The Blues

The 12 Bar Blues

The 12 Bar Blues is a classic progression in blues music. In the simplest sense, it is a 3 chord progression that lasts 12 bars, or 12 counts of 4 beats. The primary things to know when playing a 12 Bar Blues is the key you're in (determining your chords) and the structure of the chord changes (which will stay the same here). The 12 bars are broken up like this:

I (1st chord) - 4 bars

IV (4th chord) - 2 bars

I - 2 bars

V (5th chord) - 1 bar

IV - 1 bar

I - 1 bar

V - 1 bar (The Turnaround)

The bar count can also be taken as a ratio (i.e if you only play the first chord for 2 bars, all the other bar counts would also half). When you hear a shuffle/swing/blues rhythm, these beats are often counted on the kick and snare drum.

To determine now what chords we are playing, we need to look at the major scale. Here is a simple diagram showing the major scale.

The 'R' stands for Root, or starting note. This note determines what key we are in. The root here is the 3rd fret of the low E string, which is a G, making this a G major scale. The numbers on the rest of the notes show how far away they are from the root. We are only concerned with the root, p4 (fourth) and p5 (fifth).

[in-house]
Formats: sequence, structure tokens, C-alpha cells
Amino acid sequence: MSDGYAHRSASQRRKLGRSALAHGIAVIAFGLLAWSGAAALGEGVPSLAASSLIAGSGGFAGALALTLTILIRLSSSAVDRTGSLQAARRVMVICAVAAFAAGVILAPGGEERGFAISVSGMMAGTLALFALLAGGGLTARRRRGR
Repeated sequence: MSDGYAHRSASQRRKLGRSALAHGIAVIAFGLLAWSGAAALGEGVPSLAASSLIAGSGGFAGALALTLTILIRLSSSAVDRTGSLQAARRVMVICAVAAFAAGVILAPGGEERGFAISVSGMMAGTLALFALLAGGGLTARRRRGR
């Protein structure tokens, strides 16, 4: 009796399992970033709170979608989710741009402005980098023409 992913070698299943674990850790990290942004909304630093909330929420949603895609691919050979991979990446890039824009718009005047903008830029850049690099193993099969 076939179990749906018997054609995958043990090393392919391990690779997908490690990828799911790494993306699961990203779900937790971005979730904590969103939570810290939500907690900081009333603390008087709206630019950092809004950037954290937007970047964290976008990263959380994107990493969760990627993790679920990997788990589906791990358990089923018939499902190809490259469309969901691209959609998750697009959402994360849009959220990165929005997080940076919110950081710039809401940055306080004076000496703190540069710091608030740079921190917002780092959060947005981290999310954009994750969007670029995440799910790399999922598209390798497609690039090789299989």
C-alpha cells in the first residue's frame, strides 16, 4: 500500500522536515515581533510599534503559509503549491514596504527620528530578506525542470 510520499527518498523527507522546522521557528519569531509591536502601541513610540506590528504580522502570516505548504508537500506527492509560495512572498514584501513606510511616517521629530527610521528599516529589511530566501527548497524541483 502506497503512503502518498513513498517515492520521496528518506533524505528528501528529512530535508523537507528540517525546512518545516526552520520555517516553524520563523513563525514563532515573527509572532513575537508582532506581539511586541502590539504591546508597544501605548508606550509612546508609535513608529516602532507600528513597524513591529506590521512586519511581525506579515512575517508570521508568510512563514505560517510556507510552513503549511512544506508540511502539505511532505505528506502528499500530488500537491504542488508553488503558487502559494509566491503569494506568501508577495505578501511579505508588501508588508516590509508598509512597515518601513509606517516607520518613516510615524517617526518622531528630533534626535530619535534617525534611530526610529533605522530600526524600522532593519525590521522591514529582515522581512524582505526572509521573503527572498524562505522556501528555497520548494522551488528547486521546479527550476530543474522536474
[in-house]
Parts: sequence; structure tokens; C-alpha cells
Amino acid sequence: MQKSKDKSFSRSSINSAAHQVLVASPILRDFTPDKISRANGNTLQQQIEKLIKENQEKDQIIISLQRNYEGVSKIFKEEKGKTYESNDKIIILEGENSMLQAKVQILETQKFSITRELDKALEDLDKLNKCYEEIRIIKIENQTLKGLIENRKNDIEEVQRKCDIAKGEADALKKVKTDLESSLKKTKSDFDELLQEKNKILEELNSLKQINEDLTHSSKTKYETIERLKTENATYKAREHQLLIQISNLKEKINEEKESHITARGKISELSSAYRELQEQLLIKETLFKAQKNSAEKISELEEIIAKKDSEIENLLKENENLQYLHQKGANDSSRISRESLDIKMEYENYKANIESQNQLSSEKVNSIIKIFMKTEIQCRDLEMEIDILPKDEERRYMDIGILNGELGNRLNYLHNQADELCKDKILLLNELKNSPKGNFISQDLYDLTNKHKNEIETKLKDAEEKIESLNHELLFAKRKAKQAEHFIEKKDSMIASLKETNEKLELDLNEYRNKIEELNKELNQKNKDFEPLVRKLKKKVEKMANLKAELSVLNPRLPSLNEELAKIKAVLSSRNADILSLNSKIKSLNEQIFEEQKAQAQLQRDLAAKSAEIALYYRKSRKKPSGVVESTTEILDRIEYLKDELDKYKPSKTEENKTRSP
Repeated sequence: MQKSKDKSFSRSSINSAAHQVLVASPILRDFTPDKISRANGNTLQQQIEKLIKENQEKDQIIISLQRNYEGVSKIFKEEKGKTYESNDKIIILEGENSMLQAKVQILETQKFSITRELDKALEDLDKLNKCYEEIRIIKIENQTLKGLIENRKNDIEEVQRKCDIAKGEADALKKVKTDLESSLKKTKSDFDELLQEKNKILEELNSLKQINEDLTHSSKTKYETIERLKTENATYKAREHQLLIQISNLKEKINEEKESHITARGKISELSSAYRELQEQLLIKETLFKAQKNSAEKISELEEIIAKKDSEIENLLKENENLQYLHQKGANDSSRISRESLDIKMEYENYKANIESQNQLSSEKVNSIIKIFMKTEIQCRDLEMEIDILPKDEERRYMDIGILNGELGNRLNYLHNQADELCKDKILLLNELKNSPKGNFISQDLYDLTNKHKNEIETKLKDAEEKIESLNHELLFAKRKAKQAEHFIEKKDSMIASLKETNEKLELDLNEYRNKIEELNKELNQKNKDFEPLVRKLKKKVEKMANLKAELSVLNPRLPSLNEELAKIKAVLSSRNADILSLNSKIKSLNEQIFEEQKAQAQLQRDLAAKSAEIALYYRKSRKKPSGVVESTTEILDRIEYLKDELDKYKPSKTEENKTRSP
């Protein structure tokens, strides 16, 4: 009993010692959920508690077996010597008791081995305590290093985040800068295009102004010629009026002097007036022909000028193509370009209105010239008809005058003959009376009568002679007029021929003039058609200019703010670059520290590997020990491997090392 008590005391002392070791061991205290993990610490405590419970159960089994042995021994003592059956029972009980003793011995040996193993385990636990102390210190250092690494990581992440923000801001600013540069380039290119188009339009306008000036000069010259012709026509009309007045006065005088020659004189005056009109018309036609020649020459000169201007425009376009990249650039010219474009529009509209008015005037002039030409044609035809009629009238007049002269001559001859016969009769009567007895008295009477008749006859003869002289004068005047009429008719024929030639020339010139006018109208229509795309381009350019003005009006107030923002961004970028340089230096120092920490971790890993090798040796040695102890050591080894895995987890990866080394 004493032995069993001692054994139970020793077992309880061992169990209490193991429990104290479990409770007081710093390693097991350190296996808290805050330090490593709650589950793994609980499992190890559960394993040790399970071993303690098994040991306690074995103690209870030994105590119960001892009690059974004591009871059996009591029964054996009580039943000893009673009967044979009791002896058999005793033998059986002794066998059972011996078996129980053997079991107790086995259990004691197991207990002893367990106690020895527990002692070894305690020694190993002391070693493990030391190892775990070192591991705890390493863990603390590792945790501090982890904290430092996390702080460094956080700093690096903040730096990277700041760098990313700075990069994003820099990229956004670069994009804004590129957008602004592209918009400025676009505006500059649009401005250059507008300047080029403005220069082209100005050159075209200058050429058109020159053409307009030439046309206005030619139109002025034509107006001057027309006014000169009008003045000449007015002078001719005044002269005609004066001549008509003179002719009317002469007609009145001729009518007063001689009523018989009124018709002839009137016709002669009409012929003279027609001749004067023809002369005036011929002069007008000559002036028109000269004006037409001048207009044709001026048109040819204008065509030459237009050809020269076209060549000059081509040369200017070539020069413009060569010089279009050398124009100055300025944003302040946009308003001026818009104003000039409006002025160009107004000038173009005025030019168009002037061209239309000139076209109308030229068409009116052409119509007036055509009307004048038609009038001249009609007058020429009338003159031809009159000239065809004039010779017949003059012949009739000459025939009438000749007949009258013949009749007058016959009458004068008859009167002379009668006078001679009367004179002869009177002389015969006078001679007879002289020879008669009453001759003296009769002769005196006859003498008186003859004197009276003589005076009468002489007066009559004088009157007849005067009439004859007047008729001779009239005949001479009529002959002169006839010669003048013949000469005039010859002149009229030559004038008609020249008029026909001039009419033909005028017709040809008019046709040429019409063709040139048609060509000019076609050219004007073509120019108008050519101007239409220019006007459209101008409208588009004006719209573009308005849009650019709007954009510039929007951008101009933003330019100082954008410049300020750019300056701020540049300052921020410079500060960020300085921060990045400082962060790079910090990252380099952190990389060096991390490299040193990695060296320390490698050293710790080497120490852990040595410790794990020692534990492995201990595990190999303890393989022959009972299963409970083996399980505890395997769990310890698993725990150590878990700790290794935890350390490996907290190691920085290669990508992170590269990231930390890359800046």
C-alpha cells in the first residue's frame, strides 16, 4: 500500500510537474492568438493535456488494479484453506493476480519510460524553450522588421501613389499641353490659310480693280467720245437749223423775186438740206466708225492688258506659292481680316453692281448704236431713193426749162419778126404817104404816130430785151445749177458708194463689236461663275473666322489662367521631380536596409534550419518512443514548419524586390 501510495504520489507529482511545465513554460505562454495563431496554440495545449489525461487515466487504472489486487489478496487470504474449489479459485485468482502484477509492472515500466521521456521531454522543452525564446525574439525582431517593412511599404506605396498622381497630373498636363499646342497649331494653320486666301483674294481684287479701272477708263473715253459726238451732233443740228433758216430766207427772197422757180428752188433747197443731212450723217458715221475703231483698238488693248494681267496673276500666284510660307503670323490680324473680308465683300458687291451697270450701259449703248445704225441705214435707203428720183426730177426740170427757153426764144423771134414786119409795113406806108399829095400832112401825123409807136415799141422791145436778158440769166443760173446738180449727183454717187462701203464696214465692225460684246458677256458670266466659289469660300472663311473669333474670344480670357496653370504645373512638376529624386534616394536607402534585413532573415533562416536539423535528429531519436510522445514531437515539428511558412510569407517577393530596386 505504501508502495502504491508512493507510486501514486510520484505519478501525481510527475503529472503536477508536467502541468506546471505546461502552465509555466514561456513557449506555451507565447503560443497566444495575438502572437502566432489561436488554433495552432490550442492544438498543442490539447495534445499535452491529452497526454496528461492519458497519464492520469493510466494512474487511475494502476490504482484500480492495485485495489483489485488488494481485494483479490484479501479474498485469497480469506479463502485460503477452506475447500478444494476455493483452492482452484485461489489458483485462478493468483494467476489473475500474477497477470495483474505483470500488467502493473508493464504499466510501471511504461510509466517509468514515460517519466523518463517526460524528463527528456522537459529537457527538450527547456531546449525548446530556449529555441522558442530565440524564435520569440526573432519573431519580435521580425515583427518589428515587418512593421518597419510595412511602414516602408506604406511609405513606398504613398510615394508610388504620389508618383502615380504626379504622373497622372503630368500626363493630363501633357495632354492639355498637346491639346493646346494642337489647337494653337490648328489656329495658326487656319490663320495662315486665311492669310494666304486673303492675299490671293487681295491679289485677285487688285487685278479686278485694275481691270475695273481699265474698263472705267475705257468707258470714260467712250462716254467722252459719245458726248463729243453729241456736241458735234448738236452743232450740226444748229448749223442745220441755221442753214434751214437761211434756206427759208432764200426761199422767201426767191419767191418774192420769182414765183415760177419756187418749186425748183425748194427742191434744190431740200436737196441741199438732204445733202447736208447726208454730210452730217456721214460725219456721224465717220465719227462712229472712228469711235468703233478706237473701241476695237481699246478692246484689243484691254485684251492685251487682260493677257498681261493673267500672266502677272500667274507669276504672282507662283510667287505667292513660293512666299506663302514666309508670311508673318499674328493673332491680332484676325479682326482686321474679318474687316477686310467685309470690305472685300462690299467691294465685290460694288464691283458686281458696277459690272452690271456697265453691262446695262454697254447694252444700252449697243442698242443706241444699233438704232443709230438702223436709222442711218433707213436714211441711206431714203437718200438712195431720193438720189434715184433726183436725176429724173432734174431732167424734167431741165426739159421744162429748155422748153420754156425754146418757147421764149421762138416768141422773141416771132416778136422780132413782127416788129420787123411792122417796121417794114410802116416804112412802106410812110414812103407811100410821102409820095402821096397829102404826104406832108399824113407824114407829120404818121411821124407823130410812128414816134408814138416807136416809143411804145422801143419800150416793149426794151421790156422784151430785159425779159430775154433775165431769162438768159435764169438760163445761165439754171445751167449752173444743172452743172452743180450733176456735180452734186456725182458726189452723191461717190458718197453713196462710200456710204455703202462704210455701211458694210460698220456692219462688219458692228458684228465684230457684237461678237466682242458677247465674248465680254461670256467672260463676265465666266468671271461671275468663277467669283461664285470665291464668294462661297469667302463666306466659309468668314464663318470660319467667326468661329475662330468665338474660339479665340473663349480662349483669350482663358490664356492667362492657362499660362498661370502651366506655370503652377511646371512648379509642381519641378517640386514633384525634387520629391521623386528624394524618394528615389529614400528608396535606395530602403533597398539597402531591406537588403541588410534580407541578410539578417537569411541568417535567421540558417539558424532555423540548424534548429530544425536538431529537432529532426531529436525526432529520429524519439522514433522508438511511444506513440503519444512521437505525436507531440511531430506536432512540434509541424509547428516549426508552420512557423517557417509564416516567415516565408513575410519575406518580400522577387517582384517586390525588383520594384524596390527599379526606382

Take a look back at the chords in the 12 bar blues: I, IV and V (1, 4 and 5). If for example then, I wanted to play a 12 bar blues in A, I would start my major scale on an A note, and use the shape the find out what note the 4th and 5th are (in this case they're D and E). This gives me all the chords I need.

I = A

IV = D

V = E

So my 12 Bar Blues in A is:

A | A | A | A

D | D | A | A

E | D | A | E

More Options For Your I, IV, V

Now that you know how to play a 12 bar blues, we want to have a look at the different styles you can play it in. 

The first, and simplest harmonically is to just play all the chords as major or minor chords depending on the emotion you want. A major blues progression will sound happier than a minor blues progression. Think Johnny B. Goode (Chuck Berry) and Thrill is Gone (BB King). In A, that would either be:

A | A | A | A

D | D | A | A

E | D | A | E

or

Am | Am | Am | Am

Dm | Dm | Am | Am

Em | Dm | Am | Em

Another option for your chords is the play 7th chords (blues chords). A Seventh chords is a major chord with a flattened 7th note, creating that bluesy/jazzy dissonance. You can either play your 12 Bar Blues with ALL seventh chords, or throw them in and mix and match to create new and interesting progressions.

Here are all your 7th Chord variants:

Finally, you can also apply riffs (repeated musical parts) to each chord position. This is the basic blues shuffle riff, but once you learn a few variations on this, there really is no end to how much you can do with it!

Fingerstyle Blues Guitar

Another option for your blues playing is to use fingerstyle. The main aspects of this technique are the thumb holding a steady rhythm and the fingers fleshing out the chords and phrases. Here are some basic exercises to get to grips with this technique.

Here is a full 12 Bar example of blues fingerpicking to learn:

Hey Hey (Live)

Nobody Knows You (Live)